The construction of a Dry Port Facility at Walvis Bay in Namibia to be opened by President Mnangagwa soon, is set to increase business and trade opportunities between Zimbabwe and the rest of the world, Transport and Infrastructural Development Minister Joel Biggie Matiza has said.
The construction of the Dry Port in Namibia is in line with President Mnangagwa’s mantra that “Zimbabwe is Open for Business”.
Minister Matiza visited facility on Friday last week to inspect the construction works ahead of President Mnangagwa’s visit.
He said the contractors had assured him that they were putting final touches and everything would be in place before President Mnangagwa’s visit.
Minister Matiza was accompanied by his permanent secretary Engineer Amos Marahwa, senior officials from his Ministry and Zimbabwe’s ambassador to Namibia Rofina Chikava.
Speaking to The Herald upon his return, Minister Matiza said he was impressed by the work covered so far at the one storey office block, which is conveniently located next to the sea.
He said the construction of the facility was evidence of President Mnangagwa’s commitment to see Zimbabwe doing business with all countries of the world and attainment of Vision 2030, which seeks to transform the country into an upper middle income economy in the next 11 years.
“This Dry Port Facility is going to be officially opened by His Excellency, President Mnangagwa at a date to be announced soon,” said Minister Matiza.
“This is an important facility by any measure as it is going to spur trade between Zimbabwe and the rest of the world. Zimbabweans are importing a large number of vehicles through Walvis Bay. Its opening will come in handy as a transit and storage facility for vehicles and goods bound for Zimbabwe.
“Lots of fish are also imported through Walvis Bay and operationalisation of the Dry Port Facility will bring immense economic opportunities to Zimbabwean haulage companies and other revenue streams for the Government.” Minister Matiza also held a bilateral meeting with his Namibian counterpart John Mutorwa during which they agreed on the need to continue working together in areas of rail and road to increase connectivity between the two countries.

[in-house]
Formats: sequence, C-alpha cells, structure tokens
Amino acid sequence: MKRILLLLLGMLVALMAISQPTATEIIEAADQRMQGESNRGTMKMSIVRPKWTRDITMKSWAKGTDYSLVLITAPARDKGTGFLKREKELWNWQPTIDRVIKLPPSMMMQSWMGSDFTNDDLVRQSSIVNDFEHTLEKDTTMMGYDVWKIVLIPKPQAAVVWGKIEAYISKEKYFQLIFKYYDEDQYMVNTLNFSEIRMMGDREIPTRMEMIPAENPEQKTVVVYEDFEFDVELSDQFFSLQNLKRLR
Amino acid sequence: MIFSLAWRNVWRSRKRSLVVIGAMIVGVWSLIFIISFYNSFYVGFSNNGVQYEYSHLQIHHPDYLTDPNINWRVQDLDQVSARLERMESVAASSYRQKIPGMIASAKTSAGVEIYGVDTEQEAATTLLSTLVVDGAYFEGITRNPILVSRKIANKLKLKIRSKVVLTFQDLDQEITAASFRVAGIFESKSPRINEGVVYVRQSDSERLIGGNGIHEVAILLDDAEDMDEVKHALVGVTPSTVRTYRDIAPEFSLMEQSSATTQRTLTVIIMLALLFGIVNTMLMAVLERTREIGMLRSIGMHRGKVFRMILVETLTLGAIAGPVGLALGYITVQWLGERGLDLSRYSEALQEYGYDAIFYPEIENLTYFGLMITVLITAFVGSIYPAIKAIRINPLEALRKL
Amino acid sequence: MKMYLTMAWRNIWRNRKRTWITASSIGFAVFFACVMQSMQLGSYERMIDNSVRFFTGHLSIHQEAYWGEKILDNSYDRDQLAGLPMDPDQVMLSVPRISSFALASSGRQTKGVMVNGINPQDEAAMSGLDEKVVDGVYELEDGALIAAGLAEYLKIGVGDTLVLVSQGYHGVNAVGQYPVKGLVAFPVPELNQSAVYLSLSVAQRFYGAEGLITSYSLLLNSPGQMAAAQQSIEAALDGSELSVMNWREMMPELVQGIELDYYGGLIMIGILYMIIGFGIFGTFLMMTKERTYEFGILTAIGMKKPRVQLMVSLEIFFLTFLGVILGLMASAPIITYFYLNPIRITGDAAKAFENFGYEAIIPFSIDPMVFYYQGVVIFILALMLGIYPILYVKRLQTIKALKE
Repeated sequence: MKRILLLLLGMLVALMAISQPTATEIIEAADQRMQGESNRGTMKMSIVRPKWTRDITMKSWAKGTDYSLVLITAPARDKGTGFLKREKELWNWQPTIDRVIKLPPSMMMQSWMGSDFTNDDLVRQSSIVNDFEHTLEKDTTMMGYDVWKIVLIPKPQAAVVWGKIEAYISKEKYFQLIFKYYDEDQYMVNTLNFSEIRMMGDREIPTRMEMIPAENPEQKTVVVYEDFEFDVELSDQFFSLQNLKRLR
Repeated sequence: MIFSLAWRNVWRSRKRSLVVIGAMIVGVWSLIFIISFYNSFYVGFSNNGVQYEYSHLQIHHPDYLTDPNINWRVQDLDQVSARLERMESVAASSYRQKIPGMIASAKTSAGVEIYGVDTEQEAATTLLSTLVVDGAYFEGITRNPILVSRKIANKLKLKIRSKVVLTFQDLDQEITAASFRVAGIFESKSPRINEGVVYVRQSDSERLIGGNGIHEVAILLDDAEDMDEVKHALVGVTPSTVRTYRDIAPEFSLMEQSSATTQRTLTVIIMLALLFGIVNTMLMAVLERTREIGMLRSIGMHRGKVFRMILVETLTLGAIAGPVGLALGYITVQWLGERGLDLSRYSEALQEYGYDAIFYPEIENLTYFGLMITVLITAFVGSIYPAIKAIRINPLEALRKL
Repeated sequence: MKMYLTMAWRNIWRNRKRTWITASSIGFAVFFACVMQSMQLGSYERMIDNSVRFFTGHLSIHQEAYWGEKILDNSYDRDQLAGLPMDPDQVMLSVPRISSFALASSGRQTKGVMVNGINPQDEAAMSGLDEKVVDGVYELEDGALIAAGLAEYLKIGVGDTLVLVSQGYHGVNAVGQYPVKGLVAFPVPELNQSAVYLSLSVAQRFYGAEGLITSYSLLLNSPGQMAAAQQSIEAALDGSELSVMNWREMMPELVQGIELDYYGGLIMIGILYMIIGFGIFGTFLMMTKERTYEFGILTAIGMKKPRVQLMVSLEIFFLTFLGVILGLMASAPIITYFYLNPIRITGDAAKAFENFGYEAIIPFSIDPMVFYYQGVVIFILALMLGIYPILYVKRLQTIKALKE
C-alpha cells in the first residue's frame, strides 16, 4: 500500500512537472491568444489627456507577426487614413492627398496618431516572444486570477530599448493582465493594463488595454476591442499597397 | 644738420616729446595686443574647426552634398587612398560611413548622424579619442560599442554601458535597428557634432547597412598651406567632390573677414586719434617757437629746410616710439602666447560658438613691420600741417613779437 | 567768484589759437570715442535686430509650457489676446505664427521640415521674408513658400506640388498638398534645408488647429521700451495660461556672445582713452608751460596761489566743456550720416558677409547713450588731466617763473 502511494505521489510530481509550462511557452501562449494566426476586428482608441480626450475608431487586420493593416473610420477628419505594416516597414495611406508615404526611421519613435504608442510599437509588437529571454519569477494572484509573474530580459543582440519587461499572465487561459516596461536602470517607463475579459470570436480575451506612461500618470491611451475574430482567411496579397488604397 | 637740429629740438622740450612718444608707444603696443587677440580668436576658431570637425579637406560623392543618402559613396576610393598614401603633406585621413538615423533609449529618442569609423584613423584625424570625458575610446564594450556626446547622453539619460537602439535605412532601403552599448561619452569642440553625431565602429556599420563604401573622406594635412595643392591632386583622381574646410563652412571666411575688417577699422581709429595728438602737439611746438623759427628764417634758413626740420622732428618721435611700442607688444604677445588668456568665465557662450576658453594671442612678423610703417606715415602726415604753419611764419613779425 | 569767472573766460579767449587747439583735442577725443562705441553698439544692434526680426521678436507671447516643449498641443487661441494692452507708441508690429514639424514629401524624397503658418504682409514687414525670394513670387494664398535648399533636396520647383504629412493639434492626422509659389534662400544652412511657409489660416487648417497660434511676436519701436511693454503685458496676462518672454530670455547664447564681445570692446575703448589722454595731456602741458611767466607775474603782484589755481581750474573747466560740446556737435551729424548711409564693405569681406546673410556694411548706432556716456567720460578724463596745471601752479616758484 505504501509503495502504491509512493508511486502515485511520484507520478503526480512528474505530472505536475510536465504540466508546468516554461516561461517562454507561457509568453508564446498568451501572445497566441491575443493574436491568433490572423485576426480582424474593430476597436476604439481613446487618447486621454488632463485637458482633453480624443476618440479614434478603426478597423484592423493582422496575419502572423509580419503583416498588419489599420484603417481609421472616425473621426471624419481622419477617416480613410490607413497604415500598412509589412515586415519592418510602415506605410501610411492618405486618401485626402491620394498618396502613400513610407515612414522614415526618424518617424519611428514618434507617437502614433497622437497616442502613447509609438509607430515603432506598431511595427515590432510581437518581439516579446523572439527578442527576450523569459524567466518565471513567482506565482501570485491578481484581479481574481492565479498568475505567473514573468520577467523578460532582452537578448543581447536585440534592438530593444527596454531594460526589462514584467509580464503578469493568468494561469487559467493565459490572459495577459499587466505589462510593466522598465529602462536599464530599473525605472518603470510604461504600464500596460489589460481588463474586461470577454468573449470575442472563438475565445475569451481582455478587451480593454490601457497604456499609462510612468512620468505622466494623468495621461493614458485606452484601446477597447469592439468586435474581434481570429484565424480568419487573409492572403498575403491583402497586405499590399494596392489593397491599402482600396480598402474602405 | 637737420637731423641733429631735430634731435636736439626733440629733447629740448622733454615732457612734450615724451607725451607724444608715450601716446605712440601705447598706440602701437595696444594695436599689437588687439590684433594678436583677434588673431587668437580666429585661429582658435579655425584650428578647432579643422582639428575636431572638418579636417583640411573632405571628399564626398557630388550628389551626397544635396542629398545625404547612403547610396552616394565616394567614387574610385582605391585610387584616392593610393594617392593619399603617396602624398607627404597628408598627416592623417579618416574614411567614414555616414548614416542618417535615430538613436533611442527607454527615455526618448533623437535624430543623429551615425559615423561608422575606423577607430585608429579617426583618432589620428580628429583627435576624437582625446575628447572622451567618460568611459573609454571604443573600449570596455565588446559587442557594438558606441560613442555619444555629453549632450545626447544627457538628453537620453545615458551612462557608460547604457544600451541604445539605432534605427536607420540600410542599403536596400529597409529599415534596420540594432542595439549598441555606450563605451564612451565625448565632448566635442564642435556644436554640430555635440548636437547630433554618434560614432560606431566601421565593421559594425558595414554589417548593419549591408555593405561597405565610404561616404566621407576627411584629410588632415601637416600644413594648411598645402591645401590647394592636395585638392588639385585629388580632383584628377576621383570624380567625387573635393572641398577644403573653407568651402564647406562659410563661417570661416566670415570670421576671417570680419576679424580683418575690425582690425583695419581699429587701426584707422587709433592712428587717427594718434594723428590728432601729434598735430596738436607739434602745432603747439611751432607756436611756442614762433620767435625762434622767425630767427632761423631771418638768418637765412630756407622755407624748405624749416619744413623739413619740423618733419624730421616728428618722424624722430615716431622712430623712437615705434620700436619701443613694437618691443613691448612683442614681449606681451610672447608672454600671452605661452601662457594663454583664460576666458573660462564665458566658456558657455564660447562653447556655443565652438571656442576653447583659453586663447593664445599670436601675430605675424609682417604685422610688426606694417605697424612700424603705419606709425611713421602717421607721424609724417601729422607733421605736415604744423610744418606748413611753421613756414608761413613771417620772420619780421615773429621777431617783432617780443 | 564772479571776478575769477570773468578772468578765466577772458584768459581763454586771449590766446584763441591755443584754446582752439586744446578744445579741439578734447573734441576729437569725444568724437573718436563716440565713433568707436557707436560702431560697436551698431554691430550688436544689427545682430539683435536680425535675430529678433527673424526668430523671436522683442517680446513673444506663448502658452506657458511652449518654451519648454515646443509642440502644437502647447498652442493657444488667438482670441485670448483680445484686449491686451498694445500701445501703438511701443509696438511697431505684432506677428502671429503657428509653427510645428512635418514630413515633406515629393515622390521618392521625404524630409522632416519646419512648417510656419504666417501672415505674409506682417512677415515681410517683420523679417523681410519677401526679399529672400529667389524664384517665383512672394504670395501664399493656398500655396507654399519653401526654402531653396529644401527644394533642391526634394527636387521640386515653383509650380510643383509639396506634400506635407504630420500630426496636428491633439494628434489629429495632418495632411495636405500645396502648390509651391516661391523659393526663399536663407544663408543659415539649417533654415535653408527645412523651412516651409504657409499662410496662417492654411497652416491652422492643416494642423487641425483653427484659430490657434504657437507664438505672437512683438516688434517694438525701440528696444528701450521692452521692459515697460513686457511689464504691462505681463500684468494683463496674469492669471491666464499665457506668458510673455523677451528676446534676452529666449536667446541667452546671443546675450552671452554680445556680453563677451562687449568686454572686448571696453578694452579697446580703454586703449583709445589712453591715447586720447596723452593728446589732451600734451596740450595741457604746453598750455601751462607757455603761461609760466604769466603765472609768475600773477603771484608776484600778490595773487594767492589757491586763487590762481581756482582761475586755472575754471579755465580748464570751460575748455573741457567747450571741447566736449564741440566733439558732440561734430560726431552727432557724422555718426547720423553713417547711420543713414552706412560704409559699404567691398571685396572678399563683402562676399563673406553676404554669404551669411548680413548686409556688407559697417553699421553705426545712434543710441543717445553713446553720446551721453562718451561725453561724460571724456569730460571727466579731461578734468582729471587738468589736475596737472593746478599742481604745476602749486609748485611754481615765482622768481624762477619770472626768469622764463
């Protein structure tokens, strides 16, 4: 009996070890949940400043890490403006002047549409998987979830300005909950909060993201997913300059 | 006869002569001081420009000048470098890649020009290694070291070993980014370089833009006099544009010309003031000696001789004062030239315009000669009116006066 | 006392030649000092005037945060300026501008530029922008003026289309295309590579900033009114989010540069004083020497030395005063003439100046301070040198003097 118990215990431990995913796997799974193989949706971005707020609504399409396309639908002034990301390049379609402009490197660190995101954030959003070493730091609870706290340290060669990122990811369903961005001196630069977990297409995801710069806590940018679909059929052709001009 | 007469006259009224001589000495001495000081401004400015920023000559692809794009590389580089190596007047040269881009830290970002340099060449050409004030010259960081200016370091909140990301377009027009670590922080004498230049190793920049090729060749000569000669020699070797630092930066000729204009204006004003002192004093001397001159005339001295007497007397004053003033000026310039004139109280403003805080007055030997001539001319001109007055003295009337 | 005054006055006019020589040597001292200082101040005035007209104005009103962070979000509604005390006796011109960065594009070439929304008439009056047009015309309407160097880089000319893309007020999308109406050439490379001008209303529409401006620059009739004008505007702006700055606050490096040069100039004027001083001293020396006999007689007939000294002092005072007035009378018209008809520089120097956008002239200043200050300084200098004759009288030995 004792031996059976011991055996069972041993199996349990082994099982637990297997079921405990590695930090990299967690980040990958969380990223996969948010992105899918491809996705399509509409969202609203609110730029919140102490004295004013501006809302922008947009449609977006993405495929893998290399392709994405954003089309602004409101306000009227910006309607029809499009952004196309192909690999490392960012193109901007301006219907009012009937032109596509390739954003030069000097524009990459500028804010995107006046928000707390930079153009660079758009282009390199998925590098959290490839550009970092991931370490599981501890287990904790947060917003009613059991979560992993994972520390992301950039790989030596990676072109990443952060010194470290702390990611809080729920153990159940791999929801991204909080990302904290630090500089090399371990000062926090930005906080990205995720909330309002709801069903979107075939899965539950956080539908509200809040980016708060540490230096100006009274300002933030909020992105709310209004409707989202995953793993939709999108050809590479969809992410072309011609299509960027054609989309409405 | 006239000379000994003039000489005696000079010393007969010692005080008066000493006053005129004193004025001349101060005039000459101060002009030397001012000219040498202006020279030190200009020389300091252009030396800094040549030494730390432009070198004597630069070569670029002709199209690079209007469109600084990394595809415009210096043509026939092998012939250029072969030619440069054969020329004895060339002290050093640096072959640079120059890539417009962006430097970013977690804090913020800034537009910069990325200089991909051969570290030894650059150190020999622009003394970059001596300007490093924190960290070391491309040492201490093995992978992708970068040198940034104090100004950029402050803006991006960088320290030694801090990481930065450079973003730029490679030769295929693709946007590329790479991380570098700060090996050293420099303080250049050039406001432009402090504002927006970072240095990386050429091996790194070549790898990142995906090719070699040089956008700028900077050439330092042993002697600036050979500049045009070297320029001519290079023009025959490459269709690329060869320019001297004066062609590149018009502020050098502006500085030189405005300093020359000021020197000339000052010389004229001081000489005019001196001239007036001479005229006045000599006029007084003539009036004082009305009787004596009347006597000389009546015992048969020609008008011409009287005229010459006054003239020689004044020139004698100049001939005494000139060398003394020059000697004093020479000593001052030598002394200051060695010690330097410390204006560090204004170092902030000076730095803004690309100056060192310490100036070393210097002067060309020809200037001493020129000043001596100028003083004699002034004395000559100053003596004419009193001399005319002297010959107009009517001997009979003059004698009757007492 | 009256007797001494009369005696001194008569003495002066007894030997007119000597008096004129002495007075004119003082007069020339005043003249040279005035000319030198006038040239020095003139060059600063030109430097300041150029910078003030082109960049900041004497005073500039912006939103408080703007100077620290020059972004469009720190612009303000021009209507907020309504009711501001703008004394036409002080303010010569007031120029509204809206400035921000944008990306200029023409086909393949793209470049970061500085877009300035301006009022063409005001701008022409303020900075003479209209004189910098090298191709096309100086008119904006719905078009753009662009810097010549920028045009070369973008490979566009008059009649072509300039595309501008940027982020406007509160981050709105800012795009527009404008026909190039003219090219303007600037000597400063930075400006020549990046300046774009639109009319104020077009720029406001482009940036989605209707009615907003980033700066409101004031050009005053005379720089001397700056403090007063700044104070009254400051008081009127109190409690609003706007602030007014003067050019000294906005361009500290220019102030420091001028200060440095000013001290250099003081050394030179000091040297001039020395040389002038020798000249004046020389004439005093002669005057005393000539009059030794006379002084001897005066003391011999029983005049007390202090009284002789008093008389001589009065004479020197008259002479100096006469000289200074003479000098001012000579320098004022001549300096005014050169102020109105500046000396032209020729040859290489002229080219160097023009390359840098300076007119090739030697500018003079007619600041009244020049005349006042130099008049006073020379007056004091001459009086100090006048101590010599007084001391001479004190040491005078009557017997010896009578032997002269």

In a related development, Cabinet recently approved the construction of a rail line linking Zimbabwe and the Beira seaport in Mozambique by an Australian company called Balmoral Investments. The rail line would be used to carry mining and agricultural produce destined for other countries.
Balmoral Investments, according to the Ministry of Transport and Infrastructural Development, owns a piece of land at the Beira seaport and is going to construct a dry port and a container depot that would be handed over to the Government of Zimbabwe under a Build Operate and Transfer arrangement.
It is understood that Balmoral Investments is already mobilising funds for the construction of the sea port. In March, Namibian Ambassador to Zimbabwe Balbina Daes Pienaar said Zimbabwe had completed the construction of a Dry Port Facility at Walvis Bay in Namibia, in a move expected to boost trade and bilateral relations between the two countries.
She said this during her country’s 29th Independence anniversary celebrations held in Harare.
“To date, over 25 Memorandums of Understanding and agreements were signed between the two countries of which most are implemented and well on track. Of particular importance is the completion of the Dry Port Facility by the Government of Zimbabwe at the Port of Walvis Bay in Namibia and soon to be commissioned by His Excellency President Mnangagwa.
“The Dry Port Facility is aimed at improving trade between the two countries and to easy movement of goods and services through Walvis Bay, a strategically located logistics hub in the Southern African region,” she said.
She said mutual relationship between the two countries was yielding results since the establishment of the Joint Permanent Commission of Cooperation in 1992. She said Namibia was growing rapidly and urged the people of Zimbabwe to consider investing in the “Land of the Brave” in various areas.
SOURCE: The Herald